In part 1 of a 2-part series, Alfred L. Garfall, MD, leads a discussion in the use of adding daratumumab to triplet therapy for patients with multiple myeloma.
At a live virtual event, Alfred L. Garfall, MD, discussed the case of a 54-year-old woman diagnosed with Revised-International Staging System stage II/III IgG-kappa multiple myeloma who was transplant eligible. While reviewing this case, the clinicians discussed the wider role of quadruplet and triplet therapy regimens, like bortezomib (Velcade), lenalidomide (Revlimid), and dexamethasone (VRd), in patients like this after transplant. They also highlighted the role transplanters play in helping them to reach these treatment decisions.
ALFRED GARFALL, MD: Maybe we could talk a little bit about how folks decide between quadruplet and triplet regimens, and what influences your decision-making there.
BERNARD KULPER, MD: I think whether you use a triplet or a quadruplet [regimen], to some degree, depends on if [the patient] is transplant eligible or not. Then, if they are transplant eligible, I would leave the decision of the regimen up to the transplant team and follow their lead. Otherwise, I would probably use one of the triplet regimens.
GARFALL: So, you would have the patient see the transplant center before starting systemic therapy?
KULPER: That would be correct, and then see what [that team] want to do. If they consider a patient transplant eligible, then whatever regimen they're comfortable with using I would go along with their decision, because ultimately, they're the transplanters.
GARFALL: Is there a perception among [all of you] that 1 of these regimens might be friendly in terms of the potential [for the patient to go] on to stem cell transplant over any other regimen? Or maybe we could hear from somebody who prefers the triplet regimen, what was the thinking behind the triplet vs the quadruplet regimen for this particular patient?
JOSE SILVA, MD: I [would] choose the triplet, mostly because of our institutional built systems. I think daratumumab [Darzalex] is eventually going to come and be part of the front line. However, unless we are guided by the transplant service to do it up front, we'll reserve it for later.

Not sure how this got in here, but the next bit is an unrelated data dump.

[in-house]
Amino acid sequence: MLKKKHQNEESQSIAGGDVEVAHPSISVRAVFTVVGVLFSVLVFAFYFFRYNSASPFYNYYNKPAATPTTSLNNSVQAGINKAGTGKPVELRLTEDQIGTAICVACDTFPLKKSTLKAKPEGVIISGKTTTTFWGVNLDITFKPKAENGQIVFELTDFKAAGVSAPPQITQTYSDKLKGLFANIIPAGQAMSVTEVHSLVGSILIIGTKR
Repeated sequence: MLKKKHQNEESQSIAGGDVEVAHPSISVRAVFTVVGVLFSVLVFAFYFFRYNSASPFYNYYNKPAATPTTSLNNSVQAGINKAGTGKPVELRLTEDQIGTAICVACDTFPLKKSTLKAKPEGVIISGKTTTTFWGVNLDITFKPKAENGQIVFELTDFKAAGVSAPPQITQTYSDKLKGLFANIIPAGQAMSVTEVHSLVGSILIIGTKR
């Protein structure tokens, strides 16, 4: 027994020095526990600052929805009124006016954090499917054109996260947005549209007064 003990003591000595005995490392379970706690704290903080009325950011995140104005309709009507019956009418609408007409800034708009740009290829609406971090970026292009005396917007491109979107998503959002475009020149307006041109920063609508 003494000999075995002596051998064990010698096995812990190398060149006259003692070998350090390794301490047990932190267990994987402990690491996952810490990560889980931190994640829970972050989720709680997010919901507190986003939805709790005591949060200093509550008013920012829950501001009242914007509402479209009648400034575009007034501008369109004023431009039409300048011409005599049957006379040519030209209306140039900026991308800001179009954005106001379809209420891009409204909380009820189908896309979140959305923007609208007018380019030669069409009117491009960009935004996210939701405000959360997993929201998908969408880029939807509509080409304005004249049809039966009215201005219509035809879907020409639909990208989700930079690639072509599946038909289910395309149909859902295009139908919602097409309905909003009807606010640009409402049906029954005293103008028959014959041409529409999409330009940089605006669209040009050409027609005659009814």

GARFALL: What has been everyone's experience using quadruplets and triplets for different patients? Quadruplets are something that we've been using over the last few years, [while] VRd was the standard. So, what has been the experience with quadruplets? [Is there] anything more complicated about it? Any more toxicity? Is the response better? What's the experience out there comparing those 2 approaches?
NEHA CHAWLA, MD: I've used the quadruplets, and I have not experienced much in the way of added toxicity with daratumumab. The only thing [that has had some additional toxicity], I think, is the steroids. After a few cycles, I tend to decrease the steroids, especially for diabetic patients, or you get a lot of weight gain, but I think it's quite well tolerated [overall].
BUSHRA HAQ, MD: I agree. I haven't seen much additional toxicity with adding daratumumab, and [I have seen] better efficacy.
GURPRATAAP SANDHU, MD: I agree, and I've used the triplet and quadruplet [regimens]. I've typically started off with VRd, [and then] I refer these patients to the transplanter, and if they think [the patient has] high-risk multiple myeloma, they ask me to add daratumumab on top of it.
SABRINA MARTYR, MD: I've only used a quadruplet regimen in 1 or 2 situations, but in both of those cases, those were patients with high-risk cytogenetics. I haven't used the acute versions, I mostly had experience with the [intravenous therapy], but so far it has been well tolerated. My only issue is that I have sent patients to 2 different transplant centers, and when they come back, the recommendation for what maintenance should be was slightly different [between them]. One center kept the daratumumab [recommendation] and the other did not.
GARFALL: I think there is some uncertainty about that, and that question is the subject of a big cooperative group study, SWOG1803 [DRAMMATIC; NCT04071457], which is looking at patients after randomly assigning them to daratumumab plus lenalidomide vs standard lenalidomide maintenance after transplant.1
It is an all comers trial in terms of induction, so many of those patients on that trial will have gotten daratumumab pre-transplant, but many will have not, and so we'll get to see [the responses] over time. I know that is a big trial, [at an estimated enrollment of] 1100 patients, and it’s powered for overall survival. We're going to be waiting a while for the results, but I think it's an important study to address that question where there's a lot of uncertainty.
MD Anderson Cancer Center. SWOG1803: Phase III Study of Daratumumab/rHUPH20 (NSC-810307) + Lenalidomide or Lenalidomide as Post-Autologous Stem Cell Transplant Maintenance Therapy in Patients with Multiple Myeloma Using Minimal Residual Disease to Direct Therapy Duration (DRAMMATIC). 2023. Accessed June 13, 2023. https://www.mdanderson.org/patients-family/diagnosis-treatment/clinical-trials/clinical-trials-index/clinical-trials-detail.ID2020-0062.html